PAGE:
Winter is for dreaming about the garden.
It's always exciting when AAS announces their winning varieties for the season. Since 1932, All-America Selections has been testing plants and choosing their favorites..
They have trial grounds all over the country where new varieties are grown and tested. There's one in South Park run by my friend Denise Schreiber, the greenhouse manager for Allegheny County Parks. During the season you can stop by and see how next year's plants are doing. It's always fun to get a sneak peak at what's being grown.
Some of my favorite plants are AAS selections including 'Torch' tithonia (1951), 'Juliet' tomato (1999) and many more. The fact that they are grown in many different regions under a variety of conditions. Until this year all plants were started from seed, but now AAS has started testing plants which are propagated vegetatively. In some cases it's easier for growers to make more plants through cuttings and other techniques.
The first two winners grown this way are impatiens. Impatiens SunPatiens 'Spreading Shell Pink' and Bounce Pink Flame PPAF 'Balboufink.'
I've grown the SunPatiens series, it's performed well for me. Even though SunPatiens are bred to take more light than standard impatiens, I find them a perfect substitution in shady areas. They are immune to downy impatiens mildew, a disease which has become virulent across the country.
The Bounce series is also immune. They are bred to look like the Impatiens walleriana we normally grow as a bedding plant but will not succumb to the disease like walleriana does. The bounce series is named for its ability to return to form with watering after a dry period.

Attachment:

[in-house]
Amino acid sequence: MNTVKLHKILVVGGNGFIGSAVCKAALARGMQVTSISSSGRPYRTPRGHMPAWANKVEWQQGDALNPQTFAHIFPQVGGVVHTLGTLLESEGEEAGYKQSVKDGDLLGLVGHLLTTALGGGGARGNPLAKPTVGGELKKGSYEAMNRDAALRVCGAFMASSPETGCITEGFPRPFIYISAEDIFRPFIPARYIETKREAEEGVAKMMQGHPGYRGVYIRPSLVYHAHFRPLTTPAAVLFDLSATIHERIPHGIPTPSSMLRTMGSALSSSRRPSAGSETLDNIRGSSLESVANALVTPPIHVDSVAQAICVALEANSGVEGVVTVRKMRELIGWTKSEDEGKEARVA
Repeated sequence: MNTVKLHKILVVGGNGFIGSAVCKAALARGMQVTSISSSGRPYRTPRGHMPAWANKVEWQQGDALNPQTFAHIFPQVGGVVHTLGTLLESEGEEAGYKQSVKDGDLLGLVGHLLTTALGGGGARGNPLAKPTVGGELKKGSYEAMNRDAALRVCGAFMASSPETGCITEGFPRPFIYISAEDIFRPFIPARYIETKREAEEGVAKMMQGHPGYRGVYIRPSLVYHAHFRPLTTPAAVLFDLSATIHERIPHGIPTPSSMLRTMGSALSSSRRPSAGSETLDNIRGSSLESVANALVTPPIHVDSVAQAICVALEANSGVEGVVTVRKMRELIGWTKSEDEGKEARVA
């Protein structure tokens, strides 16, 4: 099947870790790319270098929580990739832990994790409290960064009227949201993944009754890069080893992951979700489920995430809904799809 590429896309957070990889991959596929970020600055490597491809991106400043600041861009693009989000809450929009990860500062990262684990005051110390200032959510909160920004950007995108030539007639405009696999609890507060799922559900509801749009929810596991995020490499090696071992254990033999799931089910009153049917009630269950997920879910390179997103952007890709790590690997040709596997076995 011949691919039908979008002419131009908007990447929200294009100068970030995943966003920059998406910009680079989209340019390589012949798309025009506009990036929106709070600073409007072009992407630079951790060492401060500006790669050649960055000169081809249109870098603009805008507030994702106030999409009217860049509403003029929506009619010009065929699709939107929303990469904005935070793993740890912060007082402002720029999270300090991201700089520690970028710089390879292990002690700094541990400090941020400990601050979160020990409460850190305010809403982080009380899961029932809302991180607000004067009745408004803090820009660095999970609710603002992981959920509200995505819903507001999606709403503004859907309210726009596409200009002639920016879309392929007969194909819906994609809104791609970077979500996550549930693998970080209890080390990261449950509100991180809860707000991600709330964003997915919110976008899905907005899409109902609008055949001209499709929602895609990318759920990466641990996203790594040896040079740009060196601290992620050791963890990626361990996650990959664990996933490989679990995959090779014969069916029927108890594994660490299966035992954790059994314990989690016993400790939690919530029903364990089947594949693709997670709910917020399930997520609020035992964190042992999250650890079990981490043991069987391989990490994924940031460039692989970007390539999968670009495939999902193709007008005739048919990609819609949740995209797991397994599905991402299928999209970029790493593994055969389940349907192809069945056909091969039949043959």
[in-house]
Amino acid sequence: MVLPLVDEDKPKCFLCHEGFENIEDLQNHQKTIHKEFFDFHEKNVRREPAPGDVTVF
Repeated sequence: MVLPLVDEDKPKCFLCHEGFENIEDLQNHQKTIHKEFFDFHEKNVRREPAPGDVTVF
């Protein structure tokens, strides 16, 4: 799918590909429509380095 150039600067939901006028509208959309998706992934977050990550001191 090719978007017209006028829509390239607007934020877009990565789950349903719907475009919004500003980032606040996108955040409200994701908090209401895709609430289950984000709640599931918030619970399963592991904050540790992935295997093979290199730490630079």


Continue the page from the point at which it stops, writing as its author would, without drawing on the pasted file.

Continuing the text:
There were 10 varieties grown from seed which also won this year. One regional winner which sounds interesting is a thick walled hat wax pepper called 'Hot Sunset.' It's brings the heat, but also offers great flavor, sets early and produces all season long. There are some other interesting peppers which won too.
Basil 'Dolce Fresca' stays pretty all season and is compact, only reaching two feet tall maximum. After harvesting, the plant rebounds quickly and retains its compact shape. I'm always looking for plant like this which can be planted in corners and other tight spots in the vegetable garden. Basil is a wonderful ornamental plant too. I've grown them in hanging baskets in consort with flowers.
Another plant I'm intrigued with is salvia 'Summer Jewel White.' I saw red and pink varieties of this plant last year, they were beautiful and prolific. This is a great way to get a tough sun lover with white flowers in the garden.
All of the winners will be available locally or through the Internet. Adding something new to grow along side old favorites is one of the fun things about gardening.
The AAS website has a complete list of this year's winners and every plant which has ever one the coveted title of All-America Selection. You might be surprised to find how many of your favorites are listed. I love to look through the older listings to find plants which have gone out of fashion. I know any plants which capture my attention will perform well in the garden.
There's also an AAS display garden at Schenley Plaza which I did a story and video on last season. Spending time in that garden is a great way to get ideas for your own plantings.
Winter is for garden dreams, planning and making lists for next year's season. There are plenty of cool AAS winners to consider.